A solution looking for a problem, or a genuine invention?

Dodgy “Unpackit Awards” misses the point

A few months ago a little, a seemingly irrelevant, group calling itself Wanaka Wastebusters received some sunlight after using $150,000 of taxpayer money to slag off New Zealand businesses for their Unpackit Awards.

While their funders at the Ministry for the Environment turn a blind eye and continue to chuck them bags of money, their Minister, Amy Adams is not quite as impressed, particularly after hearing they whored into $80,000 of public money for a birthday bash.

Anyway, they’ve spent the last few months lobbying themselves to pick out the Worst Packaging Award winner, and low and behold have launched themselves at Progressive Enterprises’ Countdown supermarkets scoring them a “D” with their fresh produce packaging.   Read more »

First they came for your fags, now they are coming for your food

534119_4519365494819_197737480_nFor all of you who thought plain packaging was a good idea to help stop people smoking, think again. Now they have won that battle they are after your food.

GRAPHIC images and plain packaging for junk food may be forced on consumers, as food industry heavyweights debate tough measures to combat obesity.

A panel of food science, nutrition and manufacturing experts will tackle whether tobacco’s plain packaging approach would help curb the state’s growing obesity epidemic at the Australian Institute of Food Science and Technology convention today.

This follows February’s call from Queensland’s chief health officer Jeannette Young to examine the option.

Institute president Anne Astin said junk food regulation was a “thorny issue of the future” that needs to be addressed urgently.

“If our health system can’t cope with the increasing incidence of lifestyle-related diseases, it’s something we will have to consider as an option. The levels of intervention need to become stronger. Ultimately, it may come to plain packaging.”  Read more »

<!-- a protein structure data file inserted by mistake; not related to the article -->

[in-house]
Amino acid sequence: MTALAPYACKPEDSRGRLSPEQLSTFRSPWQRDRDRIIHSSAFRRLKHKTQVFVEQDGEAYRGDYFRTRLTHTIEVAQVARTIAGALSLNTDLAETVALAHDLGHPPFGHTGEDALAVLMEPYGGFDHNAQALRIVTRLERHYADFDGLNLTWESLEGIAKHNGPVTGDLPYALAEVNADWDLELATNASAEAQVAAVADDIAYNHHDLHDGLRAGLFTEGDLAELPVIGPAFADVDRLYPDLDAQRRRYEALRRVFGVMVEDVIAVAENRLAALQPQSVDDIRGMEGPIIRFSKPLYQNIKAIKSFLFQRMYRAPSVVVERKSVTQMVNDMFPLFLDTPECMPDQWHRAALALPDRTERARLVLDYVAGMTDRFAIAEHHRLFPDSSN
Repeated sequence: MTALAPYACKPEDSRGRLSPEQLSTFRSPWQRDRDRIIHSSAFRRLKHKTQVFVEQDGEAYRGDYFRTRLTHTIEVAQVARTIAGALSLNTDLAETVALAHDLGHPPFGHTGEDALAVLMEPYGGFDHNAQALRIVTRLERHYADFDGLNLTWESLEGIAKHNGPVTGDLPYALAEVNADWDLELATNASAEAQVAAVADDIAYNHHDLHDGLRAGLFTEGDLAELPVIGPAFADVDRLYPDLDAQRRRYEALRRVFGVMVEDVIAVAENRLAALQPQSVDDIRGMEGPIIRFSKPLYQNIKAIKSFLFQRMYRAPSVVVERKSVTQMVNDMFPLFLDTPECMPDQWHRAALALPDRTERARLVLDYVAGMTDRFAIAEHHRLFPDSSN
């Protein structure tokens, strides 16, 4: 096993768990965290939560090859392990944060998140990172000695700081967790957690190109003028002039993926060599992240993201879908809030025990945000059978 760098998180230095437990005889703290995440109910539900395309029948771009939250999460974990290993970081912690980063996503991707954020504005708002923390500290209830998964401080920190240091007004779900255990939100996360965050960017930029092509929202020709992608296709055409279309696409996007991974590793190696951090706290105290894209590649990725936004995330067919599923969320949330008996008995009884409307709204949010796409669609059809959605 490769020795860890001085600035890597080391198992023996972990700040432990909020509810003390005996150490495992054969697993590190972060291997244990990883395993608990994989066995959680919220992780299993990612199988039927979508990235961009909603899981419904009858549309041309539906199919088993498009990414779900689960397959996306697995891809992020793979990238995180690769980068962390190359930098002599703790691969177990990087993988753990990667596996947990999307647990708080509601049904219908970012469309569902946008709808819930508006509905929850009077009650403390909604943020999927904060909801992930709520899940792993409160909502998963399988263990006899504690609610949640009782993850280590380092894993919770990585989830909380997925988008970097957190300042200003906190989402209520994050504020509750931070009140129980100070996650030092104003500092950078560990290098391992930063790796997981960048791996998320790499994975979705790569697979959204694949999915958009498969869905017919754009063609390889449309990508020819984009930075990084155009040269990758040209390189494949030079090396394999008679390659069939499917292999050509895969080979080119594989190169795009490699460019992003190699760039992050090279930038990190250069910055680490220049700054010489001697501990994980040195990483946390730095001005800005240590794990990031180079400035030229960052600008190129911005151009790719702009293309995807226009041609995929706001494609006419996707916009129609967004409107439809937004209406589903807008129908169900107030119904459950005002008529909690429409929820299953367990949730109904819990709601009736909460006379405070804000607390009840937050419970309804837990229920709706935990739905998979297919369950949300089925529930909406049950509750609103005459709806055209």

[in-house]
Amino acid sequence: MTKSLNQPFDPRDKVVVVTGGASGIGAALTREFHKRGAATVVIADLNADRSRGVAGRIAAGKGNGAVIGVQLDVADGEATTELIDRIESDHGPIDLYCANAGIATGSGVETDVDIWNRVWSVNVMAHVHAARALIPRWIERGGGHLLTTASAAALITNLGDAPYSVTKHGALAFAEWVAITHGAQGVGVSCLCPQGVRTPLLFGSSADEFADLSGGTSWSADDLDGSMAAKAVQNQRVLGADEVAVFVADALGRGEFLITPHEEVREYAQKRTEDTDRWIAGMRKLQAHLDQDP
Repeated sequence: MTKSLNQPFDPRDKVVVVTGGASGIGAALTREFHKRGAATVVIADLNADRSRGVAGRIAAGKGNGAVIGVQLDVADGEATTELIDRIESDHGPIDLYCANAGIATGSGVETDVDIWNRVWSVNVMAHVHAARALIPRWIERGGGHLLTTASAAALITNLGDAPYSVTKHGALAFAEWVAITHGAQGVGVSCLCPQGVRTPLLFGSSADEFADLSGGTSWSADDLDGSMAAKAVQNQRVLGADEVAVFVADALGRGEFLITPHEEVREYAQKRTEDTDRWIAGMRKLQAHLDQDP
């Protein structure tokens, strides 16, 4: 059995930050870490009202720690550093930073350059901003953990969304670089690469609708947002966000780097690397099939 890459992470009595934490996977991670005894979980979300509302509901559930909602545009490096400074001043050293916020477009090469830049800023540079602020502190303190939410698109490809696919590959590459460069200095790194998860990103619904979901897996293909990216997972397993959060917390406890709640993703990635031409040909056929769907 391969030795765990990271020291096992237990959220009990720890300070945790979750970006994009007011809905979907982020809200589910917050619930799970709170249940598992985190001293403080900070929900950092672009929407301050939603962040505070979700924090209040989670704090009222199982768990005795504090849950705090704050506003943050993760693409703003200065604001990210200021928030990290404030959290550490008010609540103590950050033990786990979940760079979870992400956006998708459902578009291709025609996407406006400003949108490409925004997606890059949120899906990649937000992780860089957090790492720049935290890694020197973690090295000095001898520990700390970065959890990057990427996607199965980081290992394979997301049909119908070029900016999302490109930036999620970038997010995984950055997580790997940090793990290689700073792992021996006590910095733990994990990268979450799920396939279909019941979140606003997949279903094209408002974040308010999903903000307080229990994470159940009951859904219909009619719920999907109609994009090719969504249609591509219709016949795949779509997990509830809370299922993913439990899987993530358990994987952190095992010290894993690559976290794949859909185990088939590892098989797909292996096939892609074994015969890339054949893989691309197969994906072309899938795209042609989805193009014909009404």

Plain Packaging a gift to criminals

ᔄ Print Week

The Maori party and other anti-smoking lobbyists want to force through plain packaging of tobacco…there are other moves from lobby groups to likewise force through plain packaging proposals in all sorts of areas…but let’s focus on tobacco.

There is no empirical evidence that it will work as is predicted, in fact there is more evidence to suggest that the opposite will occur. Plain packaging is actually an open invitation to the black market…and if you don’t believe me then have a good look at how criminals currently package methamphetamine and marijuana…you can’t get any plainer than a clear plastic baggie or a tinnie:

In addition to being heavy handed and without giving due consideration to previous regulation introduced into the sector, this legislation would give the UK a reputation as a bad place to do business, making it harder to attract investment. The proposal is also an open invitation to black market trade.

The tobacco sector is a prime example of this. A recent letter in The Times, signed by 23 former senior police officers, strongly reiterated the view that the introduction of plain packaging would encourage organised criminals to move into this area and sell these products to the unsuspecting public. Plain packaging would be far easier to copy and consumers would become less interested in whether goods were genuine or aware if they contained non-tobacco or even toxic substances.

It would not only erode volumes for bona fide producers and retailers (particularly small shops), but would also reduce government tax revenues, boost the criminal economy, stretch law enforcement agencies and present an increased health risk.

Additionally, by removing the sophisticated techniques used in tobacco packaging, price would be the only competitive factor in the market. So, ironically, these changes would have the effect of lowering selling prices, which could actually encourage levels of consumption to increase to the most vulnerable.

Young people would be able to access tobacco products with much more ease as the black market operates at car boot sales, unauthorised street markets, pub car parks and the like.

Furthermore, the proposals could also lead to an increase in intellectual property crime and counterfeiting due to the ease with which unbranded packaging could be copied.


The Egg Carton Tank

Now this is what I call art:

‘Eggs for Soldiers’ is a family event held every year at the Clapham Common in London to raise money for Help for Heroes. It’s basically about the sale of khaki green boxes of eggs, with 15 pence from the sale of each box going to the charity that helps wounded servicemen returning from war. This year’s event on the 4th of March will have two great things to look forward to – a national egg and spoon race, and a life-size tank made of no less than 5,016 egg cartons.

The tank, a replica of The Challenger 2, was created by British sculptor Stuart Murdoch. Along with the 5,000 odd egg cartons, he also made use of over 10,000 nails, 26 liters of glue, 15 liters of paint, 80 sq. meters of steel and 5,013 staples in the creation of this epic tank.